NATIONAL BUREAU OF ECONOMIC RESEARCH
NATIONAL BUREAU OF ECONOMIC RESEARCH

Can Negotiating a Uniform Carbon Price Help to Internalize the Global Warming Externality?

Martin Weitzman

NBER Working Paper No. 19644
Issued in November 2013
NBER Program(s):   EEE

Thus far, most approaches to resolving the global warming externality have been quantity based. With n different national entities, a meaningful comprehensive treaty involves negotiating n different binding emissions quotas (whether tradeable or not). In post-Kyoto practice this n-dimensional coordination problem has proven intractable and has essentially devolved into sporadic regional volunteerism. By contrast, on the price side there is a natural one-dimensional focus on negotiating a single binding carbon price, the proceeds from which are domestically retained. Significantly (and unlike negotiated quantities) the negotiated uniform price on carbon emissions embodies an automatic "countervailing force" against free-riding self interest by incentivizing agents to internalize the externality. The model of this paper indicates an exact sense in which each agent's extra cost from a higher emissions price is counter-balanced by that agent's extra benefit from inducing (via the higher emissions price) all other agents to simultaneously lower their emissions. With some further restrictions, the theoretical model shows that population-weighted majority rule for a uniform price on carbon emissions can come as close to global efficiency as the median marginal benefit (per capita) is close to the mean marginal benefit (per capita).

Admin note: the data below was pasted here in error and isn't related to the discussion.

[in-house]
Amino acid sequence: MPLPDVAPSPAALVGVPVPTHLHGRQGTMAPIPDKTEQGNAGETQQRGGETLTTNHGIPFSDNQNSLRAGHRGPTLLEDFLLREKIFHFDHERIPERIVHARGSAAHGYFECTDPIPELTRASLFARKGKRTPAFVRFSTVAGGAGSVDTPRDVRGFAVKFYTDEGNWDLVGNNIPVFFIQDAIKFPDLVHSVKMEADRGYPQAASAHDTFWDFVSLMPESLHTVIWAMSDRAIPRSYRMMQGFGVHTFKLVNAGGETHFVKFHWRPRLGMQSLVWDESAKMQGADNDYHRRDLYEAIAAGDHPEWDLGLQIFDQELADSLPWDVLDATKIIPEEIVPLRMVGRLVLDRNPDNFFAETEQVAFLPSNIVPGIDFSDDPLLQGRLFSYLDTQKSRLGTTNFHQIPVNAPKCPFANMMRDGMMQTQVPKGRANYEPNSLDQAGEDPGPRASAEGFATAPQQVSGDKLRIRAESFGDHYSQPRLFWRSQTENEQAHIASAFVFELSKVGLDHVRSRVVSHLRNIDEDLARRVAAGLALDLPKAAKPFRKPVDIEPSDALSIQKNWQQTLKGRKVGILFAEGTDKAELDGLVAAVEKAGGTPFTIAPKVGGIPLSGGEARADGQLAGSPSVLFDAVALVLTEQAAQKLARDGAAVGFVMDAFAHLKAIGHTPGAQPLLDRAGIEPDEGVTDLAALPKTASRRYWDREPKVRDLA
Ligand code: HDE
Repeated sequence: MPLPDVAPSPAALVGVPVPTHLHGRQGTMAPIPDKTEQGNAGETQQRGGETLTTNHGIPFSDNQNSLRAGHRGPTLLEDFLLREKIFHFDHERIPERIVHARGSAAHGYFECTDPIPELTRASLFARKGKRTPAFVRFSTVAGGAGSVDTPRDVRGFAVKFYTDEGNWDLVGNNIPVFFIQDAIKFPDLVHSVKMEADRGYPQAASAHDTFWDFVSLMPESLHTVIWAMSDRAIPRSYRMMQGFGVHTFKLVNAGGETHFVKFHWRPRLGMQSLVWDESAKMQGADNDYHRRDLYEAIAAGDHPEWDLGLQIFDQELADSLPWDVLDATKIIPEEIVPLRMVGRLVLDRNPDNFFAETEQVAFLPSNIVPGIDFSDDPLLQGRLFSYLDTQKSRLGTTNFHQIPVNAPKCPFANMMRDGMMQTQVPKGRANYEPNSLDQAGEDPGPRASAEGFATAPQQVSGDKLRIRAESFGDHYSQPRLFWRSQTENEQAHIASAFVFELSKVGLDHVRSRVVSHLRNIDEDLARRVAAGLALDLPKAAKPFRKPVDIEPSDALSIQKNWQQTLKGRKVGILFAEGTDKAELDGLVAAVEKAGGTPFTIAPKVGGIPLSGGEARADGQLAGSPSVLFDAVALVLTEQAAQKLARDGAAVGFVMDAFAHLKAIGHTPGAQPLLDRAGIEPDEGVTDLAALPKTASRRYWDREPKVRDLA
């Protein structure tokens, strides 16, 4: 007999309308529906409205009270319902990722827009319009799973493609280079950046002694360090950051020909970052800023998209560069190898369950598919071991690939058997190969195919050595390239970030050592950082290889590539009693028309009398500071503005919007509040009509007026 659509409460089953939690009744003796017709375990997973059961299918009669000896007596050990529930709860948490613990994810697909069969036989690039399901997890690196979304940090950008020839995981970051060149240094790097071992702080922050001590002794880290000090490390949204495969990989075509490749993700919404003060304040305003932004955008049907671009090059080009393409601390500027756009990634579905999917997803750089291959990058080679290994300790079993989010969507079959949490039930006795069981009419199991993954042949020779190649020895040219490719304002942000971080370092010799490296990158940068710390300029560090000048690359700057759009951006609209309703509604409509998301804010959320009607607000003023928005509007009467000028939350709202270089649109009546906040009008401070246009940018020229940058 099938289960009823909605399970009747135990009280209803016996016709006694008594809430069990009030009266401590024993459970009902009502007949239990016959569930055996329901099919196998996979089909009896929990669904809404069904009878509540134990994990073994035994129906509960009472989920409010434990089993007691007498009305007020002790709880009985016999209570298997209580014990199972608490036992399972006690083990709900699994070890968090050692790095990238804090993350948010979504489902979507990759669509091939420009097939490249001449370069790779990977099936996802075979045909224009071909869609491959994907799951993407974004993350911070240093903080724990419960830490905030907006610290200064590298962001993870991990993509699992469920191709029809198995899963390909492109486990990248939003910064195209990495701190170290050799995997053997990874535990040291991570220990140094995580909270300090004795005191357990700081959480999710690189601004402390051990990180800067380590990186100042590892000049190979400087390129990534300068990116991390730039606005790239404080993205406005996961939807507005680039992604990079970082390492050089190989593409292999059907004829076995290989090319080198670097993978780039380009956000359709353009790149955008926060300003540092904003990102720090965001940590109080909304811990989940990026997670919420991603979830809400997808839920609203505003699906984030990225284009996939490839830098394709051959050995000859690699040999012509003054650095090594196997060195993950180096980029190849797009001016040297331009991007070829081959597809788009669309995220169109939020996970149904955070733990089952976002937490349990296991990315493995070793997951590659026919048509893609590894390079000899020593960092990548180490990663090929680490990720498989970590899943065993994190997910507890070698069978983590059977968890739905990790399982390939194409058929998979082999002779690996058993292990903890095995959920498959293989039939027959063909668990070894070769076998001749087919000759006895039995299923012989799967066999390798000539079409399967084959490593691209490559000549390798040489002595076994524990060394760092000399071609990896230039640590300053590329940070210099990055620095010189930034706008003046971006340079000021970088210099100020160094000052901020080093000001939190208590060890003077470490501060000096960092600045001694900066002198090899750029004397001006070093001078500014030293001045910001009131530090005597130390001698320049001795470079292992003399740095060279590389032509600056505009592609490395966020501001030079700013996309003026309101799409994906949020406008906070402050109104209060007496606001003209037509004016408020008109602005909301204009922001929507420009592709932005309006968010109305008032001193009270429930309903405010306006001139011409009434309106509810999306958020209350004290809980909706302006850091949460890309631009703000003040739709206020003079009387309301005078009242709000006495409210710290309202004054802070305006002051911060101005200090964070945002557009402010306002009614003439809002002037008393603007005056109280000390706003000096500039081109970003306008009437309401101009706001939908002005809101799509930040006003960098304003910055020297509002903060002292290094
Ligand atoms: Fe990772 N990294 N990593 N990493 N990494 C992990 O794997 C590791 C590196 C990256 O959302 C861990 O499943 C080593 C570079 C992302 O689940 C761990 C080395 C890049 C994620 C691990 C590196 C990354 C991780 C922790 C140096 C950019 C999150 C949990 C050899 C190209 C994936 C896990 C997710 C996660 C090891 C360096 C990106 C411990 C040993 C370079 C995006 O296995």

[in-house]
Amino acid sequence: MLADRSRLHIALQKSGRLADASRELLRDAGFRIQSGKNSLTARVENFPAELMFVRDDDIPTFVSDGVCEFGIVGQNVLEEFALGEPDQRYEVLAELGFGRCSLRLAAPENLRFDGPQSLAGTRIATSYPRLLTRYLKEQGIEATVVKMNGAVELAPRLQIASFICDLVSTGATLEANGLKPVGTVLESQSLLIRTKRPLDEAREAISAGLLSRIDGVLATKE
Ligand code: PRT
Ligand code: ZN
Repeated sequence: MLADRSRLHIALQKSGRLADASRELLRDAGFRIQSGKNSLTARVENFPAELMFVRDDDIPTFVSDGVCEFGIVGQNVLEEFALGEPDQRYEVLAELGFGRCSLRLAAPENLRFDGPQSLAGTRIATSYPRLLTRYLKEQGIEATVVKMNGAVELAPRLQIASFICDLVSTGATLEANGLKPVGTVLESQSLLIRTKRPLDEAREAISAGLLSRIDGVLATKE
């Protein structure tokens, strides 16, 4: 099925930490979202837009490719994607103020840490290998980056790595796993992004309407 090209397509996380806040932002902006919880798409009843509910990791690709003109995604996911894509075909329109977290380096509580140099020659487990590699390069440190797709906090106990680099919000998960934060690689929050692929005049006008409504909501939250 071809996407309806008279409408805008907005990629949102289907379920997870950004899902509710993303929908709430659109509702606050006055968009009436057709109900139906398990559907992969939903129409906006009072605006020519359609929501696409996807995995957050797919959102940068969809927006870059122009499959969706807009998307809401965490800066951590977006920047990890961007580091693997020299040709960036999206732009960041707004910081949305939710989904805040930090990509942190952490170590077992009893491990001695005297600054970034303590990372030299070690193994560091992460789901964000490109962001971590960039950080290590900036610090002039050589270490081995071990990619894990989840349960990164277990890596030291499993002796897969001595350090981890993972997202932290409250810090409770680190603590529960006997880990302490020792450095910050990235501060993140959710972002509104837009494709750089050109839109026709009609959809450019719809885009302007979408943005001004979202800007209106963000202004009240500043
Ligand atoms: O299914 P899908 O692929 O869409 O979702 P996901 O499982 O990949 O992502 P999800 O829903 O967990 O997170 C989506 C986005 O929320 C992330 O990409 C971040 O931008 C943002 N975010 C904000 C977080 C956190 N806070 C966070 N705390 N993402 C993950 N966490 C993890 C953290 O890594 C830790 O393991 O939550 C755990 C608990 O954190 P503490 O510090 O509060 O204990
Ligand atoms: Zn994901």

download in pdf format
   (208 K)

email paper

Machine-readable bibliographic record - MARC, RIS, BibTeX

Document Object Identifier (DOI): 10.3386/w19644

Published: Martin L. Weitzman, 2014. "Can Negotiating a Uniform Carbon Price Help to Internalize the Global Warming Externality?," Journal of the Association of Environmental and Resource Economists, University of Chicago Press, vol. 1(1), pages 29 - 49. citation courtesy of

Users who downloaded this paper also downloaded these:
Goulder and Schein w19338 Carbon Taxes vs. Cap and Trade: A Critical Review
Byrne, Kovak, and Michaels w19637 Price and Quality Dispersion in an Offshoring Market: Evidence from Semiconductor Production Services
Holland, Hughes, Knittel, and Parker w19636 Unintended Consequences of Transportation Carbon Policies: Land-Use, Emissions, and Innovation
Metcalf w19729 The Economics of Energy Security
Cheng and Xiong w19642 The Financialization of Commodity Markets
 
Publications
Activities
Meetings
NBER Videos
Themes
Data
People
About

National Bureau of Economic Research, 1050 Massachusetts Ave., Cambridge, MA 02138; 617-868-3900; email: info@nber.org

Contact Us